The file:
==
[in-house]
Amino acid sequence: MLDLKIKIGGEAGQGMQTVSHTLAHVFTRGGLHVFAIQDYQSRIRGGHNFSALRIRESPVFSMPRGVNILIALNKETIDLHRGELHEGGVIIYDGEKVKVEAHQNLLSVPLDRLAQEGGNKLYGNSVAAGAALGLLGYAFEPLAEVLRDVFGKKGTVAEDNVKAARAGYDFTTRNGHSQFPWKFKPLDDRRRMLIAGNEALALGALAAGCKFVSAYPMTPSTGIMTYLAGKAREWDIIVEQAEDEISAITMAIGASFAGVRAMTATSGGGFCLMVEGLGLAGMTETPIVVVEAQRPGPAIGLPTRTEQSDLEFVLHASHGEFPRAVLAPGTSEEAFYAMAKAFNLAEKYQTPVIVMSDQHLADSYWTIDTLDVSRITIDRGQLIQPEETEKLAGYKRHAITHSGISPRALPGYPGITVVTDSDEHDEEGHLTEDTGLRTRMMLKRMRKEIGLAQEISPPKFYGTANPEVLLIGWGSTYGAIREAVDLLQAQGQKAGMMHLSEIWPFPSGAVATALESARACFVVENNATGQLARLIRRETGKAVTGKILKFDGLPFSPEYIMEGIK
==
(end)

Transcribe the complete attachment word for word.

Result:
[in-house]
Amino acid sequence: MLDLKIKIGGEAGQGMQTVSHTLAHVFTRGGLHVFAIQDYQSRIRGGHNFSALRIRESPVFSMPRGVNILIALNKETIDLHRGELHEGGVIIYDGEKVKVEAHQNLLSVPLDRLAQEGGNKLYGNSVAAGAALGLLGYAFEPLAEVLRDVFGKKGTVAEDNVKAARAGYDFTTRNGHSQFPWKFKPLDDRRRMLIAGNEALALGALAAGCKFVSAYPMTPSTGIMTYLAGKAREWDIIVEQAEDEISAITMAIGASFAGVRAMTATSGGGFCLMVEGLGLAGMTETPIVVVEAQRPGPAIGLPTRTEQSDLEFVLHASHGEFPRAVLAPGTSEEAFYAMAKAFNLAEKYQTPVIVMSDQHLADSYWTIDTLDVSRITIDRGQLIQPEETEKLAGYKRHAITHSGISPRALPGYPGITVVTDSDEHDEEGHLTEDTGLRTRMMLKRMRKEIGLAQEISPPKFYGTANPEVLLIGWGSTYGAIREAVDLLQAQGQKAGMMHLSEIWPFPSGAVATALESARACFVVENNATGQLARLIRRETGKAVTGKILKFDGLPFSPEYIMEGIK